Distribution Systems-Operating B 3.8.7 B 3.8 ELECTRICAL POWER SYSTEMS B 3.8.7 Distribution Systems--Operating BASES BACKGROUND The onsite Class 1E AC and DC electrical power distribution system is divided into redundant and independent AC and DC electrical power distribution subsystems.

The primary AC distribution system for Unit 3 consists of four 4 kV emergency buses each having two offsite sources power as well as an onsite diesel generator (DG) source. of Each 4 kV emergency bus is connected to its normal source of power via either emergency auxiliary transformer no. 2 or no. 3. During a loss of the normal supply of offsite power to the 4 kV emergency buses, the alternate supply breaker from the alternate supply of offsite power for the 4 kV emergency buses attempts to close. If all offsite sources are unavailable, the onsite emergency DGs supply power to the 4 kV emergency buses. (However, these supply breakers are not governed by this LCO; they are governed by LCO 3.8.1, "AC Sources-Operating".)

The secondary plant distribution system for Unit 3 includes 480 VAC load centers E134, E234, E334, and E434.

There are two independent 125/250 VDC electrical power distribution subsystems for Unit 3 that support the necessary power for ESF functions.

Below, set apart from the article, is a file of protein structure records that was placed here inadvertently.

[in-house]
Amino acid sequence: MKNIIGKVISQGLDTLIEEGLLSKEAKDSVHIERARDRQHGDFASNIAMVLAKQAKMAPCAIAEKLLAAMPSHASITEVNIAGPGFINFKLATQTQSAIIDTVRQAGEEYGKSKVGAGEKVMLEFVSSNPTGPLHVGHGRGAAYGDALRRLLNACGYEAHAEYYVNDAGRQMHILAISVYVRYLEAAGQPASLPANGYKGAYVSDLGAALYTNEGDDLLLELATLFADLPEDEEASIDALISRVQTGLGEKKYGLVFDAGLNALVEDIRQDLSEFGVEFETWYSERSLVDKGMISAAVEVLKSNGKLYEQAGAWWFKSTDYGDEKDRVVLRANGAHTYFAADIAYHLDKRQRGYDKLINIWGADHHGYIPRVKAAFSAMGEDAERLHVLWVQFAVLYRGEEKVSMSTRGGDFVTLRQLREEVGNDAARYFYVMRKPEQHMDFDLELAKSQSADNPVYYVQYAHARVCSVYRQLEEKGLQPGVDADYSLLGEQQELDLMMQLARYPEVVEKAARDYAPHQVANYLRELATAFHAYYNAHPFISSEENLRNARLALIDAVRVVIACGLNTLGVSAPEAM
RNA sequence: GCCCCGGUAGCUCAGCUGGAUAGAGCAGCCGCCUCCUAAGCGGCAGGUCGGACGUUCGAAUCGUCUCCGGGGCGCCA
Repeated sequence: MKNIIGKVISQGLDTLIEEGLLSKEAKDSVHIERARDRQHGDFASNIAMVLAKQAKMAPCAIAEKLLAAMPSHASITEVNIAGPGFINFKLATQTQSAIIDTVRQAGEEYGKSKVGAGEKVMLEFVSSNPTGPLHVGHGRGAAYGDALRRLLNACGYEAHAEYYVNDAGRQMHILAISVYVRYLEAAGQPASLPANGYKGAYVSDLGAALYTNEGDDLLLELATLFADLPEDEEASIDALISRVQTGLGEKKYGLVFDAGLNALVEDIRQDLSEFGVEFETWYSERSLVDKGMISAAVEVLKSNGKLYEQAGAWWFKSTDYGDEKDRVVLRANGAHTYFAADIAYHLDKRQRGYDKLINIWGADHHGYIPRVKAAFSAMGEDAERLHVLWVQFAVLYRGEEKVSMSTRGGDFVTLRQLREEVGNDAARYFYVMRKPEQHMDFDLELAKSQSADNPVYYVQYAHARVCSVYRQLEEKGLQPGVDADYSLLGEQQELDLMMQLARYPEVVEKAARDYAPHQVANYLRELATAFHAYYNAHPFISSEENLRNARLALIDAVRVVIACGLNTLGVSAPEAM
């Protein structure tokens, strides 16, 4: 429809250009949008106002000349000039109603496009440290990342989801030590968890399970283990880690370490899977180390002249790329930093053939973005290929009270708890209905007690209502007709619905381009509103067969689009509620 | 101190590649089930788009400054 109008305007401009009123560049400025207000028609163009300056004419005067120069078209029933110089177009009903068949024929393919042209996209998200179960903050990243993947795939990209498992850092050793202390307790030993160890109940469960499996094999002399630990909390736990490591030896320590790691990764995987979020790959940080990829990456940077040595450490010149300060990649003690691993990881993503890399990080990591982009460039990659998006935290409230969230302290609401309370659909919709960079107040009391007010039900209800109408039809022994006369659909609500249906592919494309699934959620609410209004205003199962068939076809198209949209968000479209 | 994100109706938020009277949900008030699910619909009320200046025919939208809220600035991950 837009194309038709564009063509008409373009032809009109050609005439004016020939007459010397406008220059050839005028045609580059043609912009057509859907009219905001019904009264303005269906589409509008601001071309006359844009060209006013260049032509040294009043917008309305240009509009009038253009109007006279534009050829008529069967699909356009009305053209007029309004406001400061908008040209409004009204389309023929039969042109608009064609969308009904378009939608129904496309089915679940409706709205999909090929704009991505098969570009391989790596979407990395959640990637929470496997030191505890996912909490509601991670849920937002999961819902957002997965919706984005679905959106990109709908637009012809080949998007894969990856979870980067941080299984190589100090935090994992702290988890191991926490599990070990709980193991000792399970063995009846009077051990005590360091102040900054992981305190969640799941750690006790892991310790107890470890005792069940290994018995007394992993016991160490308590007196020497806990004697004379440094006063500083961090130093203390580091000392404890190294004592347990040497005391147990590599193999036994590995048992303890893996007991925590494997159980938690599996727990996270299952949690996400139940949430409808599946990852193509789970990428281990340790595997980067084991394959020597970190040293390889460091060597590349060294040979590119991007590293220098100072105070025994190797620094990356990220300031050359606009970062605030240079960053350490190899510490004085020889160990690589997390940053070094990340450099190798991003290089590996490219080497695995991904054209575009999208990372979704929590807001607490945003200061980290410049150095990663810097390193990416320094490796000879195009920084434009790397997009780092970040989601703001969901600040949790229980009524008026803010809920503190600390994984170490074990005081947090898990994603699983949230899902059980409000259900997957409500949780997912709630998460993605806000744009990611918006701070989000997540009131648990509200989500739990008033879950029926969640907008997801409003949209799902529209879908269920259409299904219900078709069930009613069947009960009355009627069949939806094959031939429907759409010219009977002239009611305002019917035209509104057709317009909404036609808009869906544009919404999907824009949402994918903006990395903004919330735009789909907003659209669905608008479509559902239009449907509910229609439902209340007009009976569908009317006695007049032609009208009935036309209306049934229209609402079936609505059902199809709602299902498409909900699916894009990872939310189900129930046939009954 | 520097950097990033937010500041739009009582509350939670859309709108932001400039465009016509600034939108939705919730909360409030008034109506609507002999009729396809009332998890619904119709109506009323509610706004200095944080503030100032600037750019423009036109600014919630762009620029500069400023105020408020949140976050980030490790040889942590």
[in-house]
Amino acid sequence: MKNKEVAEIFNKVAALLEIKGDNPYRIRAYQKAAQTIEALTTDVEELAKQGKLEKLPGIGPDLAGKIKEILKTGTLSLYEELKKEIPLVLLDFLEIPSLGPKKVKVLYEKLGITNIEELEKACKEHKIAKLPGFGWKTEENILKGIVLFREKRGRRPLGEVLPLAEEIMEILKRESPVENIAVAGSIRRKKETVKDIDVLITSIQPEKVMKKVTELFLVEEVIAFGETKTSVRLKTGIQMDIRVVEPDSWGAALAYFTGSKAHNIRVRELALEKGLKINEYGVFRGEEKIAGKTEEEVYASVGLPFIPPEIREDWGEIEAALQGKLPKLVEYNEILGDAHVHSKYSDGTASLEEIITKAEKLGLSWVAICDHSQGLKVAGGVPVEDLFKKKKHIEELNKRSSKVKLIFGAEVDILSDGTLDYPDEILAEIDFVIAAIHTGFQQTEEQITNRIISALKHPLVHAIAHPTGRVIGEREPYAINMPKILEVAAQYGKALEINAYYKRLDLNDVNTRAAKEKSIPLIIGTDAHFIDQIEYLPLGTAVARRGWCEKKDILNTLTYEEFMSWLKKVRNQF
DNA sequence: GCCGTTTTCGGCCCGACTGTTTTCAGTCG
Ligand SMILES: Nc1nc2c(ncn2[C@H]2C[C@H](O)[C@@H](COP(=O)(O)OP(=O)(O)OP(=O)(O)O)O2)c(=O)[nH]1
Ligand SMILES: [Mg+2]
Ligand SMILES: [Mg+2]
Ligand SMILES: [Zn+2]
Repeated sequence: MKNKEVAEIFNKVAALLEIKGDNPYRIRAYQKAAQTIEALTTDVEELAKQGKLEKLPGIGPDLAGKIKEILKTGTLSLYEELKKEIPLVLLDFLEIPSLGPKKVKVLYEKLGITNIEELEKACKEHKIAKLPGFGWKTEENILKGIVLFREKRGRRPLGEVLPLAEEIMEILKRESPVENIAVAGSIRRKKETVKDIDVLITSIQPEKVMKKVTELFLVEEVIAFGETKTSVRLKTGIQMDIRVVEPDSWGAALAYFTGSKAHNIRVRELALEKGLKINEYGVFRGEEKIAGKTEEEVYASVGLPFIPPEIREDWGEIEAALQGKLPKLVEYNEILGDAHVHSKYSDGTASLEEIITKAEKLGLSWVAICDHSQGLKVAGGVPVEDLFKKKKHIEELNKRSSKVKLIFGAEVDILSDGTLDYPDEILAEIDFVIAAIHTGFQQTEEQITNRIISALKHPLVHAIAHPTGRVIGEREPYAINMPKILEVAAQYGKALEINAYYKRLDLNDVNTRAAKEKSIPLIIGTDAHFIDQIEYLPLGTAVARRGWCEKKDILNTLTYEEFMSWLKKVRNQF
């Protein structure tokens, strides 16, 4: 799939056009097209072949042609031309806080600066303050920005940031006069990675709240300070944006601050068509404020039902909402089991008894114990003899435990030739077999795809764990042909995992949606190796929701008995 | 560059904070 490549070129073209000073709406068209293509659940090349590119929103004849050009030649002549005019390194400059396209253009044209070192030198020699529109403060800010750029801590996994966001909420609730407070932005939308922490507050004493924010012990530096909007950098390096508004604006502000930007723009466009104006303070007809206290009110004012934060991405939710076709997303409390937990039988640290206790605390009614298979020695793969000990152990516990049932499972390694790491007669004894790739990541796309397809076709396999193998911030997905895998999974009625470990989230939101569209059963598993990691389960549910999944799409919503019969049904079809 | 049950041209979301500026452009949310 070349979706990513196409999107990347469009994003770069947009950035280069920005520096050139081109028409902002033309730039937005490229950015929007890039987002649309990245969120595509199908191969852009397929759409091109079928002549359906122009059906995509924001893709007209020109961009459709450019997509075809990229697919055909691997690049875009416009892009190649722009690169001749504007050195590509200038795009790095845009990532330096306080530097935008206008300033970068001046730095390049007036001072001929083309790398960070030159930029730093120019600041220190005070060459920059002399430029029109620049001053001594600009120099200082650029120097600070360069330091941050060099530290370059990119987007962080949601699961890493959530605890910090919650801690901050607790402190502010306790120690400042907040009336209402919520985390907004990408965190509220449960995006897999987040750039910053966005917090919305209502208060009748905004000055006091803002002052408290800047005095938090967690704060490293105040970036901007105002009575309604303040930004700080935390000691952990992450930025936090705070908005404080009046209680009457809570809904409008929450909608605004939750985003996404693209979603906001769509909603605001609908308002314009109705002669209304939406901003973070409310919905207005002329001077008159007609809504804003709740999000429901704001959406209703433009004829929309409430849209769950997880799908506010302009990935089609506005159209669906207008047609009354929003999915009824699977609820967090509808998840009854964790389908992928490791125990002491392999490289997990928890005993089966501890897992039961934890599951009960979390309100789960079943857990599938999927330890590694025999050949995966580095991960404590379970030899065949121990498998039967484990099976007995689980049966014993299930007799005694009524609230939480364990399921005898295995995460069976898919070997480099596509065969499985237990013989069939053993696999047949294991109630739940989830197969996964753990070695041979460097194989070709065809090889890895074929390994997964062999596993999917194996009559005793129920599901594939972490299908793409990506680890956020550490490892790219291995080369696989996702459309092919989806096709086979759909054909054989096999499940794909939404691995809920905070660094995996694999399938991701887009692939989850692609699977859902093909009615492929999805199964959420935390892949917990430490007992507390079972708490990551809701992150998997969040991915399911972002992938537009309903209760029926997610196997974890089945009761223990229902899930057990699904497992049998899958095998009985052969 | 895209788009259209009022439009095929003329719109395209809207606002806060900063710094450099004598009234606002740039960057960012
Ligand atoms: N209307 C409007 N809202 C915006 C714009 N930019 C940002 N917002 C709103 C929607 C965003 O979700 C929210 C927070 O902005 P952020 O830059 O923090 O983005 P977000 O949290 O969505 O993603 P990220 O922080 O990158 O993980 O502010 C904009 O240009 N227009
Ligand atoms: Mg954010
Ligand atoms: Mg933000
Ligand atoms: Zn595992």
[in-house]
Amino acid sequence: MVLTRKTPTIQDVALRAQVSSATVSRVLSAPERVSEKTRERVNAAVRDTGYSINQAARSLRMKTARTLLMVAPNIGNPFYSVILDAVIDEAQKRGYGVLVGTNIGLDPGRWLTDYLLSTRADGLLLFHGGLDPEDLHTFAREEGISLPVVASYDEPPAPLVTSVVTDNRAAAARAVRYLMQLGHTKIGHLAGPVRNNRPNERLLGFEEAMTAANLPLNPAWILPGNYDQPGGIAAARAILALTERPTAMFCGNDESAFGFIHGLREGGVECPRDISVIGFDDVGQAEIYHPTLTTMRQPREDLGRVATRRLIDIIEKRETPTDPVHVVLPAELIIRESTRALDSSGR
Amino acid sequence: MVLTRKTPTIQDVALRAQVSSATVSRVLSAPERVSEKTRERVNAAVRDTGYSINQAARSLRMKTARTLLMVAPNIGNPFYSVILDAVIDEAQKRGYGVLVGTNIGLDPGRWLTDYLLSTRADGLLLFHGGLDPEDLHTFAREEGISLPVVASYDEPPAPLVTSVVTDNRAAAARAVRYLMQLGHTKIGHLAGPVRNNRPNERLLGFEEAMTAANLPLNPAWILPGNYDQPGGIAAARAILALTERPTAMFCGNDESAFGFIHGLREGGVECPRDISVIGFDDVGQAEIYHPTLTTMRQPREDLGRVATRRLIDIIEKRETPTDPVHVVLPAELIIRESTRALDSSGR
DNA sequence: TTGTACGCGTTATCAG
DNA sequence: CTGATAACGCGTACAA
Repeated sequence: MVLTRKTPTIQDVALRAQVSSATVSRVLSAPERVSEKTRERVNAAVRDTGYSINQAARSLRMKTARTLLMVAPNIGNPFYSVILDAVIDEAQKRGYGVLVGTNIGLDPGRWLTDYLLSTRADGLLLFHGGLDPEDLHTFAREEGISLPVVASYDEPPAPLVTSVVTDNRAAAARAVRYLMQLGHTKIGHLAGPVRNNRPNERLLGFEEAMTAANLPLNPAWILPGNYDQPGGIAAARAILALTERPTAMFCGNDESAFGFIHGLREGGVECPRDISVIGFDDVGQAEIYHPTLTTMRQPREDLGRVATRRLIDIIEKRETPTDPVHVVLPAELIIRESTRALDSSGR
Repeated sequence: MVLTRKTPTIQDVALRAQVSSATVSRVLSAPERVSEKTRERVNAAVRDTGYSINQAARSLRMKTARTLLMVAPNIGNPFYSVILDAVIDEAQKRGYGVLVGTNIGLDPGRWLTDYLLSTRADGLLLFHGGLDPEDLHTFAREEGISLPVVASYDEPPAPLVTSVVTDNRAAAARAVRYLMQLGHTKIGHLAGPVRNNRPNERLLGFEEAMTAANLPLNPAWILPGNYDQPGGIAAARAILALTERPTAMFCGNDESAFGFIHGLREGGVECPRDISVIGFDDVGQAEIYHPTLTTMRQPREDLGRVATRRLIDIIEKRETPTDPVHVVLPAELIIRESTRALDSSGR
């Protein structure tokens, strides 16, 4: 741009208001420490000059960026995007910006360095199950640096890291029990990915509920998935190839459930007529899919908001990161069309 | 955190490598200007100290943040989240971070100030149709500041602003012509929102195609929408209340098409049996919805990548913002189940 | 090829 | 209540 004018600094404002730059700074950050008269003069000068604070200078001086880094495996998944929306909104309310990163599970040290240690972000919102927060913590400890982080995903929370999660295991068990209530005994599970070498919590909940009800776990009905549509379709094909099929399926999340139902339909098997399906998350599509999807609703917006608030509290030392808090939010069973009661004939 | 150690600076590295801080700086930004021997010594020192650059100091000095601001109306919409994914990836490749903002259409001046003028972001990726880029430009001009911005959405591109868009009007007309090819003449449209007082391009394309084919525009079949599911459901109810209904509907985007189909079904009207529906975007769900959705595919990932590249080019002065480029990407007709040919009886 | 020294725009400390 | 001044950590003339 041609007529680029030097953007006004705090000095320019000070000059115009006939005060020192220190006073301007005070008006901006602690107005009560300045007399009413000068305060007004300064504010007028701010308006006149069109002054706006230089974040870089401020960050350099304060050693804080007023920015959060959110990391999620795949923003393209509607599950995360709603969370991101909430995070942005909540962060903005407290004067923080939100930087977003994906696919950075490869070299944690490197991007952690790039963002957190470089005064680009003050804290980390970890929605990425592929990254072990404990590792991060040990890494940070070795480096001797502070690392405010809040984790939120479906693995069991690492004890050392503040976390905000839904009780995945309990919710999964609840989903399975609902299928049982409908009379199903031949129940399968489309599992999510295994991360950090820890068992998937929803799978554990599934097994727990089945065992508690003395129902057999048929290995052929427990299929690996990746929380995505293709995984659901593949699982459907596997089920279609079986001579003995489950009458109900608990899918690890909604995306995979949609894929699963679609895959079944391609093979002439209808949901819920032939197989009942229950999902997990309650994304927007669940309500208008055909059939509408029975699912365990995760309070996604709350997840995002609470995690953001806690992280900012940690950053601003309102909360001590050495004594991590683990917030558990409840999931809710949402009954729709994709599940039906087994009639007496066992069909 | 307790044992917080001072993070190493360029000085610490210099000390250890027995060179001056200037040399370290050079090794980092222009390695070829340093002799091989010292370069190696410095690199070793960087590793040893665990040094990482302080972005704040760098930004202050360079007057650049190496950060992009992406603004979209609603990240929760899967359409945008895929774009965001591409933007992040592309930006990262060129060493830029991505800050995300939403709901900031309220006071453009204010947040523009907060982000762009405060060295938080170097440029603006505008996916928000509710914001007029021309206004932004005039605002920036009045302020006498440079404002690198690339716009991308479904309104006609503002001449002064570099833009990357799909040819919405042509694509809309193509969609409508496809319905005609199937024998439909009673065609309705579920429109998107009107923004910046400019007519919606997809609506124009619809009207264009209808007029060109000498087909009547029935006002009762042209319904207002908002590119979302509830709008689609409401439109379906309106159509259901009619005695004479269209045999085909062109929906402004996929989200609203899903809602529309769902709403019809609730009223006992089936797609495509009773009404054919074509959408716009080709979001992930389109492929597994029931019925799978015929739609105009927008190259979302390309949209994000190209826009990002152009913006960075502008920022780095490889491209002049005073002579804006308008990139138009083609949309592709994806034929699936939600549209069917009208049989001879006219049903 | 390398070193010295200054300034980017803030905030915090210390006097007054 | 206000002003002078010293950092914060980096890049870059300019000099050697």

In addition, since some components required by Unit 3 receive power through Unit 2 electrical power distribution subsystems, the Unit 2 AC and DC electrical power distribution subsystems needed to support the required equipment are also addressed in LCO 3.8.7. A description of the Unit 2 AC and DC Electrical Power Distribution System is provided in the Bases for Unit 2 LCO 3.8.7, "Distribution System-Operating."

The list of required Unit 3 distribution buses is presented in Table B 3.8.7-1.

(continued)

PBAPS UNIT 3 B 3.8-83 Revision No. 0

Distribution Systems-Operating B 3.8.7 BASES (continued)

APPLICABLE The initial conditions of Design Basis Accident (DBA) and SAFETY ANALYSES transient analyses in the UFSAR, Chapter 14 (Ref. 1), assume Engineered Safety Feature (ESF) systems are OPERABLE. The AC and DC electrical power distribution systems are designed to provide sufficient capacity, capability, redundancy, and reliability to ensure the availability of necessary power to ESF systems so that the fuel, Reactor Coolant System, and containment design limits are not exceeded. These limits are discussed in more detail in the Bases for Section 3.2, Power Distribution Limits; Section 3.5, Emergency Core Cooling Systems (ECCS) and Reactor Core Isolation Cooling (RCIC) System; and Section 3.6 Containment Systems.